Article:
Nature Based Activities and Online Learning

Enjoy these outdoor activity ideas that will keep you connected to the outdoors, even during the in-doors moments!
On this page you will see weekly “A Day Outdoors” activities and highlights of spring!
To find downloadable handouts, links to informational pages, and other educational
tools, check out our google drive folder by clicking the button below.
Scroll to the bottom of the page for a list of additional resources from other
environmental educators and land trusts around the state of Maine. Thank you to all
of those working hard to keep our students active- mind and body – during these school closures.

Signs of Spring

Spring Ephemerals

The rising temperatures and late sunsets are finally making it feel more like springtime! Last week we introduced a few edible flowers we can find in nature blooming now. This week we are taking a closer look at wildflowers whose colors pop in the early spring forest landscape.  Spring ephemerals are among the first woodlands plants to emerge. The word “ephemeral” means fleeting or quickly fading. You guessed it, these delicate plants are quick to emerge and bloom.
Let’s talk more about why this is the case, and why this early emergence might be beneficial for these plants.


Taking advantage of sunlight

Taking advantage of sunlight

Many ephemerals grow on the forest floor under large trees and shrubs where there is little direct sunlight. By emerging before the leaves on trees do, these ephemerals take advantage of the available sunlight shining through the leaf-less trees and shrubs in early spring. 




Small adaptations

Small adaptations

Carolina Spring Beauty

Many spring ephemerals are on the smaller side compared to other plants we find in the forest. This small size is an advantage for these plants. The top layers of the forest floor are first to thaw in spring leaving nutrients and water available for plants with shallow root systems. These plants can then grow before larger plants have the chance.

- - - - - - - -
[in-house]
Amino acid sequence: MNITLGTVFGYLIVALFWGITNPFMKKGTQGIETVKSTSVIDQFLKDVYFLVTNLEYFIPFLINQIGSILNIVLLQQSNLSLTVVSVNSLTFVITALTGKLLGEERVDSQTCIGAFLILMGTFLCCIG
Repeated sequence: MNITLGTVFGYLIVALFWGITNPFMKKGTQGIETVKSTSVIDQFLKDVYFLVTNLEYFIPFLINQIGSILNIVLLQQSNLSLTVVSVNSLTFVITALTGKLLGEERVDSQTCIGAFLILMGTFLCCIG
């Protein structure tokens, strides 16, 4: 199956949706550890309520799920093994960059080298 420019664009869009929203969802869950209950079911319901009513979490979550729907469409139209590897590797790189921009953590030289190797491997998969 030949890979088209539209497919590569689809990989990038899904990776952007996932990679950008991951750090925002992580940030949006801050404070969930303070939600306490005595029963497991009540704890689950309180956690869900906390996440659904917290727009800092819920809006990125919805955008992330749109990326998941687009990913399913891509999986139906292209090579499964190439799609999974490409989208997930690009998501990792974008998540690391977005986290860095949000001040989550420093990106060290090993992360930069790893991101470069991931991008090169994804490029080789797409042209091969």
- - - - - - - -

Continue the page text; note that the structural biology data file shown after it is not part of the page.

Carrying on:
Unique pollinators

Unique pollinators

Red Trillium or Stinking Benjamin

Spring ephemerals bloom before most pollinators and flying insects become active, so some are pollinated by beetles or ants. Others have evolved to attract available pollinators. Red trillium also known as Stinking Benjamin, has a musky smell of rotting flesh that attracts the flies that pollinate the flowers.

Signs of Spring

Foraging Edibles

It’s a sweet time of spring when grasses, ground cover plants, and small flowering plants begin to emerge. There are many edible we can find in Maine – some we may be very familiar with! Foraging is the practice of identifying, collecting and eating edible herbs and plants that grow wild in nature. Foraging is great for all ages because it strengthens our connection to the environment and is a great example of how we can directly use and benefit from the natural resources around us. If you want to learn to how to forage, always remember there are rules and safety guidelines to follow! Never leave a child unsupervised when foraging, and remember to get insight from experts when identifying plants.


Dandelions -  Taraxacum officinale

Dandelions - Taraxacum officinale

Although Dandelions might have a reputation as being a pesky weed, they are beneficial to soil and early pollinating insects that depend on the flowers for food. They are also a tasty edible treat! Dandelion leaves, roots and flowers can be eaten in salads, steeped for juice or tea and added into other recipes as a rich source of vitamins and minerals.

Ostrich Fern Fiddleheads

Ostrich Fern Fiddleheads

photo: Betsy Gray

Fiddleheads are the young, unfurled fronds of edible ferns. There are many fern species, some edible and others inedible. Most fiddleheads are harvested from the Ostrich Fern. Ostrich ferns often grow in wet and shaded areas along river floodplains and hardwood forests

 Purple Violet

Purple Violet

photo: Marti Brill

 Violets are another plant commonly found growing on lawns and other disturbed areas in Maine. Like Dandelions, violet flowers bloom in early spring and die off before the summer heat. The leaves and flowers of the violet can be eaten raw in salads, used as a food decoration, or for making candy and syrup!

Learning to Forage

When foraging, we want to make sure we are confident and have the right tools that will help us correctly identify the plants we want to collect. Here are some useful resources, guides, and important things to keep in mind when learning about foraging practices.


Foraging activites has a list of foraging challenge ideas you can participate in.

photo: Jennifer Riefler

More from Environmental Educators in Maine

 This is a growing list of online learning resources, guides and books, and other activity content from EE organizations and land trusts, many of which are from the state of Maine.

Online Educator toolkit from the National Environmental Education Foundation. 


  • Project Learning Tree has many resources on environmental learning for students and their families!


  • Harpswell Heitage Trust is posting daily outdoor activities – following along here


  • Blue Hill Heritage trust has a page with Nature Based Resources! Find information on their upcoming “Friends in the Field” webinar series here



  • View Maine Audubon’s Resource page for daily updates!



  • Daily Outdoor Activities from Take a child outside






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